The holidays are quickly approaching! Recently I have been dutifully working on rewriting the Holiday Tour at The Louis Armstrong House Museum. This year the museum is participating in the 30th Annual Holiday House Tour, hosted by The Queens Historical Society. Our museum will be featured alongside other historic sites located in Queens, such as The Kingsland Homestead, The Voelker Orth Museum, Lewis H. Latimer Museum, Flushing Town Hall, Friends Meeting House and Bowne House.
This year is The Centennial of The Women’s Suffrage Movement. In honor of this historic anniversary the overarching theme of The Holiday House Tour is centered on celebrating prominent women associated with the historic site. It was apparent the highlighted woman for the Louis Armstrong House Museum would be Louis’s fourth and final wife, Lucille Armstrong.
Personally, I feel as if Lucille were a pioneer in her own right. She is a person of interest due to her unwavering dedication to Louis. However she had notable accolades of her own. Lucille and Louis initially met in 1938 at The Cotton Club. The Cotton Club was a “Whites Only” establishment even though it often featured African American performers. Lucille was a beautiful Cotton Club dancer, while Louis was playing at this venue. The stereotypical Cotton Club dancer was light skinned, over 5’6” and thin. Lucille was the first dark-skinned dancer to be featured. This accomplishment was monumental due to the intense colorism that was prominent during that time.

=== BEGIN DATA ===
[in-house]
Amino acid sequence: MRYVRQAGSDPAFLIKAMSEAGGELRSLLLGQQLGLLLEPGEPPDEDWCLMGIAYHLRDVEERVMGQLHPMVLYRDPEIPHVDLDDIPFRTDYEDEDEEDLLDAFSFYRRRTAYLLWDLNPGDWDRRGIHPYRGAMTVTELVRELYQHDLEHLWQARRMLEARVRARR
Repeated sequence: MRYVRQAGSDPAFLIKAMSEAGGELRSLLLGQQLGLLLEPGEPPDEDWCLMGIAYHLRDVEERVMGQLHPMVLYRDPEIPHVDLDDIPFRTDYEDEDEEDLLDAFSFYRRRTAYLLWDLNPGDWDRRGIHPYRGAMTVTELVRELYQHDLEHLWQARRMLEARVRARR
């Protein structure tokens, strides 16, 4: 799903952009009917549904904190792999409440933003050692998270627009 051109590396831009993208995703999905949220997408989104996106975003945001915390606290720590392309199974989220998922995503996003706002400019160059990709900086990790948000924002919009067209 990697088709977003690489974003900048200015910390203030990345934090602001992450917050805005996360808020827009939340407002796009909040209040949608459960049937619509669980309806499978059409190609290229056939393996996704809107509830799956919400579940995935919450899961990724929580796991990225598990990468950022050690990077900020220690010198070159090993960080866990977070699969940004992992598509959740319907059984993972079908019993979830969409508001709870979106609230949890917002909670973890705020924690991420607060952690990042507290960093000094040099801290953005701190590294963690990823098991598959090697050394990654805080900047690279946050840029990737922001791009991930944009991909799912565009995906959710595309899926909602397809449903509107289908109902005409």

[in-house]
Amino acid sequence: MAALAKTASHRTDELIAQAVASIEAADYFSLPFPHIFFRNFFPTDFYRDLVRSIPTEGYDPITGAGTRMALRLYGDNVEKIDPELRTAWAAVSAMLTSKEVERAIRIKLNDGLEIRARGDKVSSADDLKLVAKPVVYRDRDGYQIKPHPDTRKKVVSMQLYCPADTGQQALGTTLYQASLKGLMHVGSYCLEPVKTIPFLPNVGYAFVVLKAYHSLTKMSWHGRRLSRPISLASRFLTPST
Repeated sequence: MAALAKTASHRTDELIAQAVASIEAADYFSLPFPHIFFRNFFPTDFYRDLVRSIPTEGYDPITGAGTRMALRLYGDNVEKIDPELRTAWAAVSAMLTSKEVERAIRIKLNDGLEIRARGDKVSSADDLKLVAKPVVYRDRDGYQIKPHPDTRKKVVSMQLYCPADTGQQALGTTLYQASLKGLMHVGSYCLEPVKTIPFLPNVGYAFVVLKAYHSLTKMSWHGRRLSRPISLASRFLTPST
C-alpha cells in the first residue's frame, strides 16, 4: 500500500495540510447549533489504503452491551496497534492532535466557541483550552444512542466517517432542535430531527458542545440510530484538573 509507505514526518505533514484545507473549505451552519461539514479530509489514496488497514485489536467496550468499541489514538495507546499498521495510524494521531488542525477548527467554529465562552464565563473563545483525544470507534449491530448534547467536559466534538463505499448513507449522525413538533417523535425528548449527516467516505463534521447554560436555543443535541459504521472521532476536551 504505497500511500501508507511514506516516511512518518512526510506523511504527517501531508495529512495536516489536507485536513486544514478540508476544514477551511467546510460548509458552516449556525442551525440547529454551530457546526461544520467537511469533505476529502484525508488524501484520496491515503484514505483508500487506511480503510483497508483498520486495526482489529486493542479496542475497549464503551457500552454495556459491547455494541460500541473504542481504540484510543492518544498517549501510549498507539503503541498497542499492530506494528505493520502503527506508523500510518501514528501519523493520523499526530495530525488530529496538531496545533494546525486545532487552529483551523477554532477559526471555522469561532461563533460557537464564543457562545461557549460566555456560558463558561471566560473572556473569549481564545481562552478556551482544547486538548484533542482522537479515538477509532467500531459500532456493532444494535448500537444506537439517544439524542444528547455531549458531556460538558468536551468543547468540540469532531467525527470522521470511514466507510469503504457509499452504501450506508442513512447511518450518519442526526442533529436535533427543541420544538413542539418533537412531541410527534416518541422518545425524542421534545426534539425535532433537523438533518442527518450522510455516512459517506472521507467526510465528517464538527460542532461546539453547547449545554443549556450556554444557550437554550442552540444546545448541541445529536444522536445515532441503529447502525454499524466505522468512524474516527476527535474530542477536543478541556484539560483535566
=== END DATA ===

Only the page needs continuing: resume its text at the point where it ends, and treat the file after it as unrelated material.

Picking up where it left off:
Lucille was responsible for relocating Louis to Corona, Queens. Louis spent over 300 days out of the year on tour, so he essentially lived on the road. Lucille and Louis wed in 1942, and Lucille ended her dance career in order to dedicate her life to promoting Louis. In 1943, Lucille purchased the house without Louis’ knowledge. He had never previously owned a house, so he was delighted with Lucille’s initiative to create a home for them.
Louis suffered from a fatal heart attack on July 6, 1971. Lucille devoted the 12 years of her widowhood to ensuring that Louis’ legacy would not be forgotten, until her own death in 1983. She is also responsible for getting their home declared a National Historic Landmark. Phoebe Jacobs stated “Lucille Armstrong was a living testament to the strength and ingenuity of women everywhere. Her life is her contribution to the success of one of the world’s true musical geniuses.” In Lucille’s will she left their home to The City of New York. All of Armstrong’s personal belongings were left to The Louis Armstrong Educational Foundation. If Lucille had not done this, it’s safe to assume that The Louis Armstrong House Museum would not be functioning today.